“External self-awareness involves understanding how our words and actions impact others.” How do we understand how our words and actions impact others? Ask! I have observed the most effective leaders, including Claire, pause a meeting to ask about body language: “You just scrunched up your face. What was happening in you then?” Or repeating what was said and asking, “Did I get that right?” Or “Are you getting what you need out of this conversation?” It can feel risky to ask for feedback, but all of the best leaders do it.
As for accountability: “When we think of accountability, we typically think of holding others accountable. But the most effective leaders and teammates are more focused on holding themselves accountable.”
Years ago I was meeting with a group of church leaders. We were trying to revitalize a dying downtown congregation that had once been the largest in the state. The team had been attempting to engage the wider congregation in the turnaround effort with little success. The meeting devolved into a complaint session about how we had a congregation of freeloaders who needed an attitude adjustment. By some miracle the conversation shifted to looking at our own attitudes and behaviors as leaders. Finally the light bulb went on and the team leader said with conviction: “Nothing will change until we change.” Long story short: after seven years of hard effort, the congregation was completely transformed. Moral of the story: “If you want to improve your team, first work on yourself.”
What’s Up with Pastor Todd 2-26-21
At our February 14 discernment meeting an FCC Granby member repeated something that had been said in an earlier conversation about the consolidation/collaboration proposal: “Let’s just get to know each other first. If we do that well, the building issues will work themselves out.”
Research on successful (and failed) consolidations bears this out. Even though up to this point most of the anxiety at First Church and South Church has been around buildings, research shows that buildings and facilities are the least likely deal breakers in consolidation projects (only 4%). The most likely deal breakers are conflict over personnel (28%), trust issues/power struggles (22%), traditions (18%) and culture (10%), (Better Together, p. 108) . . . Which brings me to the concept of “below the green line.”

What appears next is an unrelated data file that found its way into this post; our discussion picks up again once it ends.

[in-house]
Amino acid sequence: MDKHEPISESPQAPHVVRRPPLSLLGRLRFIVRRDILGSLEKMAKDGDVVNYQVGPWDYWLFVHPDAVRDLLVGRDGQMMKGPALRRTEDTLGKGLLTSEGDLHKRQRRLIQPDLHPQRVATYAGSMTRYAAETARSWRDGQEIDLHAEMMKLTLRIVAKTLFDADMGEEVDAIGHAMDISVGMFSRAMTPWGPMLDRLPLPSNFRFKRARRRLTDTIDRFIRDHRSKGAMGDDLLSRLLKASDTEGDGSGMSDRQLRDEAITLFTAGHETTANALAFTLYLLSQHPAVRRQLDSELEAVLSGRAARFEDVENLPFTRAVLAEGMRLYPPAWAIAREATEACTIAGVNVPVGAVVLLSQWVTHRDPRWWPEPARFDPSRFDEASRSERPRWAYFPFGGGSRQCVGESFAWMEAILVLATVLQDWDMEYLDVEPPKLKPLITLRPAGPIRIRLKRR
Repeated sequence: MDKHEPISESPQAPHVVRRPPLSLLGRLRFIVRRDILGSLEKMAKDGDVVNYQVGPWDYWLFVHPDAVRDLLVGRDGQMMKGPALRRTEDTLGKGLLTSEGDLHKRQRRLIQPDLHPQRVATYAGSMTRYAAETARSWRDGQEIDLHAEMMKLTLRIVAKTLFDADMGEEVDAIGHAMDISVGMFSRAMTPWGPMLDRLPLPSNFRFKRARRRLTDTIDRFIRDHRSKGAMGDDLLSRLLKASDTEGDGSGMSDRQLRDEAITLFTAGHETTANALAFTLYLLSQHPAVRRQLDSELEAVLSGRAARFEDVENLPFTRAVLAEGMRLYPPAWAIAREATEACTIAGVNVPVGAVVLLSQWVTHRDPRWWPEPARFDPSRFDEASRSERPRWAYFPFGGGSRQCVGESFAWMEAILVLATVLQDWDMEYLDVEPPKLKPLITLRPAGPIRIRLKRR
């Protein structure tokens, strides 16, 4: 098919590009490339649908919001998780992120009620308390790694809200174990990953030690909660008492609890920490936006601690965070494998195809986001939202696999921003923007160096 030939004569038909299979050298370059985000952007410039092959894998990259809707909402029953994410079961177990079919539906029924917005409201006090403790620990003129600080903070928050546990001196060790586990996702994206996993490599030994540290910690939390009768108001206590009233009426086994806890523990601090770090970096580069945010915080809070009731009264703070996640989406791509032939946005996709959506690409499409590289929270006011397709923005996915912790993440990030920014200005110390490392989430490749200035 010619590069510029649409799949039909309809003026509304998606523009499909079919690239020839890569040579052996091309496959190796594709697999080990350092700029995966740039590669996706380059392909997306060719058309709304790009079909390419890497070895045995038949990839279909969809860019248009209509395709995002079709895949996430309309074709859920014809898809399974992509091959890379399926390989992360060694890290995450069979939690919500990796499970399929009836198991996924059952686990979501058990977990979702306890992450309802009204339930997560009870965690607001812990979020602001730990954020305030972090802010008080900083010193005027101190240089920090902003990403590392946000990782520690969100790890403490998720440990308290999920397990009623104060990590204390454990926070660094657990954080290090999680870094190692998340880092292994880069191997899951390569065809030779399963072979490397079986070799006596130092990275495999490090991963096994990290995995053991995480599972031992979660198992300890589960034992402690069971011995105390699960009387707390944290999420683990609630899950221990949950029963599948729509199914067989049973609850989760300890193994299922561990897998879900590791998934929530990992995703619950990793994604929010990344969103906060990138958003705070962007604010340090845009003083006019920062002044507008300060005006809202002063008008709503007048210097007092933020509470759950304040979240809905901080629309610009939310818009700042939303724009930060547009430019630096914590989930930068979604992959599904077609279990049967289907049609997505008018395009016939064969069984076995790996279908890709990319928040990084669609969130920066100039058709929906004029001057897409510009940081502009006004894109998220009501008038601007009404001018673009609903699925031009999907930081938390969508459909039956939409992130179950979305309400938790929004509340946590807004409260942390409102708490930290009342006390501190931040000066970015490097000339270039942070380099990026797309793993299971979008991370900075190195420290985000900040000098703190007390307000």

Put very simply, the “green line” is an imaginary division between what is concrete, rational, and public in an organization and what is relational, irrational, and subconscious in an organization.
Above the green line are the “rational” parts of the organization, such as “structure, process (operations), and pattern.” In a church organization, these are the pieces that what GUCCI is calling the “nuts and bolts” working group will be dealing with: governance and by-laws, staffing and personnel, legal work for creating new identity, finances, endowments, financial audits, insurance, and properties, including memorial gardens.
Below the green line are the “irrational” parts of the organization, such as information, relationships, and identity.
Information is “like oxygen in the system . . . access to information greatly minimizes the negative rumors that can occur within organizations.” GUCCI team has committed itself to regular, clear, and consistent messaging around what’s happening with our collaboration work and what we envision the next steps to be.
Relationships: “People need to have open relationships with the people they work with, trusted relationships that lead to commitment and powerful work getting done. Relationships occur not only between people, but between programs, departments, and organizations (think connections).”
Identity “looks like repeated opportunities for self- reflection and connecting personal beliefs and values to the mission and vision of the organization. It means being reminded of why we come to [church], what’s most important to us” about our faith, and “finding ways to stay true to ourselves” while building a new congregation that wil have a new identity. This is our “Why.”
For the reasons above, below the green line work will be critical to the success of our project.
Holy God, the world is so surprising and we know so little. Outcomes are uncertain. Threats loom. We long to bring peace to our lives, but even our best efforts often miss the mark. We upset when we meant to soothe. Sometimes speaking the truth in love results in an unpleasant reaction. Sometimes our emotions overtake us and we respond in ways that just make the situation worse. With so much beyond our control teach us to rest in your embrace. Within the swirl of events make us steadfast, kind, and compassionate. Amen.